More on E-waste

As we have discussed in class, e-waste is an enormous issue within the developing world. This is why the EU set an ambitious goal for 2021: to collect 65% of the electronic equipment and lamps used globally in the past three years and recycle it.[1] Unfortunately evidence from a scientific research project suggests that this will be impossible if governments do not add legal measures.

This project maps the e-waste flow in the Netherlands by tracking the origin and destination of electronic products. This has proven hard to handle, as there are a number of things that can happen to an electronic product once it is sold.


-Collected (by one of the two government programs)

-Recycled (by national recyclers on second-hand shops)

-Exported illegally

During the e-conference held on March 15th numerous representatives from places like the UN, Japan, and the U.S. discussed the findings of the study. From there it was concluded that more e-waste could be collected if various measures were put into place.

This article outlines various suggestions including “a registration mandate for collectors and recyclers” as well as, “mandating that local governments and small retailers hand in a certain amount of e-waste each year”. Most importantly it was suggested that all goods shipped to developing countries for reuse must be certified that they are in good working order.

Although the goal set by the UN has been criticized for being “too soft too slow” this study does suggest the goal is over ambitious without assistance from the government.[2]  Stephane Arditi stated that, “The main problem is the fact that we don’t have a proper collection system or an economic system to incentivize proper collection and treatment of e-waste.”[3]

Clearly there is work to be done if the amount of un-recycled e-waste is to be lowered.

The original study can be viewed here

[1] Defreitas, Susan. “EU E-Waste Message: Gonna Take More Work.” Earth Techling. 23 Mar. 2012. Web. 24 Mar. 2012. Link.

[2] “EU E-waste Recycling Goals Criticized.” UPI. 18 Mar. 2011. Web. 24 Mar. 2012. Link.

[3] Ibid

About hmfraser

Student of Environmental Studies and International Development View all posts by hmfraser

3 responses to “More on E-waste

  • sophiwaterr

    I like how Stephane Arditi said that the main problem comes from not having a proper system in place and so forth. So it seems like the main problem… IS THE PROJECT ITSELF. If your goal is to improve recycling, then you can’t say that the problem is in the collection and recycling center. That’s the entire point, you see a problem, and SOLVE it. If the goal is to reduce the obesity rates of American children, the problem can’t be over eating or malnutrition. Those are exactly what you need to be targeting.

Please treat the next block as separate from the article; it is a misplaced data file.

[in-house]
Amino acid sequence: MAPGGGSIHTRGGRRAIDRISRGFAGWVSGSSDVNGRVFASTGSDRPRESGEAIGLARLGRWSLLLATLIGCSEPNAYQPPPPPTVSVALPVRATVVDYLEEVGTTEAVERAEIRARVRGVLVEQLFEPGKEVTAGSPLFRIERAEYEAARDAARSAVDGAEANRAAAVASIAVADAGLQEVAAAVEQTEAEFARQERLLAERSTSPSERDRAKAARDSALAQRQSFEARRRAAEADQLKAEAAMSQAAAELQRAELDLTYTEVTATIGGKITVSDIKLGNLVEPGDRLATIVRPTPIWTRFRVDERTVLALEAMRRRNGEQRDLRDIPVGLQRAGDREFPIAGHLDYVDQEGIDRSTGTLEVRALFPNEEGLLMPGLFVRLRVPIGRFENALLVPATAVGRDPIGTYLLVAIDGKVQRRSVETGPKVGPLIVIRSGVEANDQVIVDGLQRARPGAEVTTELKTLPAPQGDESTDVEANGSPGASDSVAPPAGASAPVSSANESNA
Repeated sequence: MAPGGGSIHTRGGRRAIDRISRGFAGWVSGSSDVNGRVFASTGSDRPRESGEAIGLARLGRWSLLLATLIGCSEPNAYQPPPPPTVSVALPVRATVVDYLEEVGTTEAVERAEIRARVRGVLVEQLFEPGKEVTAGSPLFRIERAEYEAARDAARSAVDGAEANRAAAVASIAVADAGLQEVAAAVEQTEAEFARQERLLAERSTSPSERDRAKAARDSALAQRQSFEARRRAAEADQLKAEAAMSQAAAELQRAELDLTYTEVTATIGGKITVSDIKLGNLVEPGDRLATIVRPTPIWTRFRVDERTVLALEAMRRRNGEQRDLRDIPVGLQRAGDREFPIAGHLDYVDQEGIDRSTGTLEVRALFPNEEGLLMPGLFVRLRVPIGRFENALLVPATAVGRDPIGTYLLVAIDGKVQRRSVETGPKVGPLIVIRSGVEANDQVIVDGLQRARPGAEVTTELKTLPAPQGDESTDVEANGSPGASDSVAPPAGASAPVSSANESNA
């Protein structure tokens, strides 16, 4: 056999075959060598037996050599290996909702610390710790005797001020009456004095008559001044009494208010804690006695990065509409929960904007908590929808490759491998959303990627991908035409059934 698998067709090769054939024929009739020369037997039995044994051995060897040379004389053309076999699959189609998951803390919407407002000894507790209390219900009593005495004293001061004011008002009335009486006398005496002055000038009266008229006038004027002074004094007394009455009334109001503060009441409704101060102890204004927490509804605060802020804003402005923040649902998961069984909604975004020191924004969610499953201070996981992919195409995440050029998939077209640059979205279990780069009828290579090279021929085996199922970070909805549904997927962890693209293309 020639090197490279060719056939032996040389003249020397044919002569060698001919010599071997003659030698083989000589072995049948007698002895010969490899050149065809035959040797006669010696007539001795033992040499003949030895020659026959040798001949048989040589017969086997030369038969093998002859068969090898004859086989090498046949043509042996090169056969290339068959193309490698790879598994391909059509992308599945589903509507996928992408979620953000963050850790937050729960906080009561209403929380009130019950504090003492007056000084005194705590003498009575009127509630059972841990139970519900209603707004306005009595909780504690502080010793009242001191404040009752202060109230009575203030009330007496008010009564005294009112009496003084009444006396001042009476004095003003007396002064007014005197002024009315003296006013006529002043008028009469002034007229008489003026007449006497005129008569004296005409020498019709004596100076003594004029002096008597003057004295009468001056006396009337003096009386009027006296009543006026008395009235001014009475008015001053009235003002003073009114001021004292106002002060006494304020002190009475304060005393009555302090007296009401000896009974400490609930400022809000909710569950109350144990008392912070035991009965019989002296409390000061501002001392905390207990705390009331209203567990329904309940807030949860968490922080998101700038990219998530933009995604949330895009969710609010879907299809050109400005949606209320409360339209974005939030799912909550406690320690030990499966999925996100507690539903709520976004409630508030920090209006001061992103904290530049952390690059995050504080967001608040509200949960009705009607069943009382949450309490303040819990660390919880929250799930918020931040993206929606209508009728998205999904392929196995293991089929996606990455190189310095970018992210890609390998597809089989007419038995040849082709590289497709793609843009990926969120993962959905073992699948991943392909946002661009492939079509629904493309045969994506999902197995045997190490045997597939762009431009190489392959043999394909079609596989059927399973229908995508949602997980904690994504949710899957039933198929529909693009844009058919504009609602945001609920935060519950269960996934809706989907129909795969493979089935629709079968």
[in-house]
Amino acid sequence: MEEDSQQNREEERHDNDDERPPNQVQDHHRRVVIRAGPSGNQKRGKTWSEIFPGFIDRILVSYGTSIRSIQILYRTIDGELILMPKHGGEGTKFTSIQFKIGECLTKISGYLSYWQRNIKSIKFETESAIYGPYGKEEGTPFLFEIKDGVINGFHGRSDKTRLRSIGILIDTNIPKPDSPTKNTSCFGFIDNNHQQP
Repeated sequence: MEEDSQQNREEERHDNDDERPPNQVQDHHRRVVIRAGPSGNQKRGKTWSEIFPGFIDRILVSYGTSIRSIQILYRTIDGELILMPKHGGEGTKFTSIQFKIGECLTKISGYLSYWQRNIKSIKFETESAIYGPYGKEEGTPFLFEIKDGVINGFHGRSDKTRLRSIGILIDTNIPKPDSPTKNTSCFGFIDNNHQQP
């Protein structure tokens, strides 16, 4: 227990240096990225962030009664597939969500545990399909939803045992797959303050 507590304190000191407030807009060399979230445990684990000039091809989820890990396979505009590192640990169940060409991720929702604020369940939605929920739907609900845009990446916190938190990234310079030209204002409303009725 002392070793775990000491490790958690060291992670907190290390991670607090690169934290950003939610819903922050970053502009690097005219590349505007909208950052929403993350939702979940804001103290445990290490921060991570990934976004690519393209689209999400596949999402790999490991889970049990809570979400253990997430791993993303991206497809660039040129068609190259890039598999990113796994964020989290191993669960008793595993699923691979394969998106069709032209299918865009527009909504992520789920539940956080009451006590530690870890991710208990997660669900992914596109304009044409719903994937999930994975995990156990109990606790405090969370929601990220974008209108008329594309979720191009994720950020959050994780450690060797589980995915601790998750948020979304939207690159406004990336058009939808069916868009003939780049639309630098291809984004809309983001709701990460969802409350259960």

“‘the fact that we don’t have a proper collection system or an economic system to incentivize proper collection and treatment of e-waste.’ [3]” ->> This simply can not be the problem. It can’t be the problem because that simply is the problem they’re targeting.
    This annoys me, don’t set ambitious impossible goals, if you’re just going to use the problems as an excuse for why you’re not doing well. I’m probably being too harsh, but it just seemed obvious. Great, you see the problems in the system, now change them, go!

  • hmfraser

    Arditi was just commenting on the goal itself and was not part of the project in any way. The study (which Arditi also was not connected with) did point out specific changes to the system that were in need of change, which I feel is constructive. It was probably redundant to take that quote out of context.

  • wstewar

    Another side effect of the use of electronics that has recently crossed my mind was the amount of energy people use. This was brought to my attention by considering how in developing countries people will share cell phones to conserve the battery because energy is scarce.

    So when I am charging my phone or my laptop, I am using energy. This means playing music, surfing the internet, texting, talking on the phone, or wasting endless hours on applications such as facebook, pinterest, tumblr etc is actually costing me money! (I pay my own electricity bill)

    Would it make a significant difference in regards to the energy use of America if everyone closed their laptops, powered down their phones, or reduced the amount of time spent listening to music?

    The energy spent may be considered waste if we are not using technology for productive things, however entertaining these alternatives may be.

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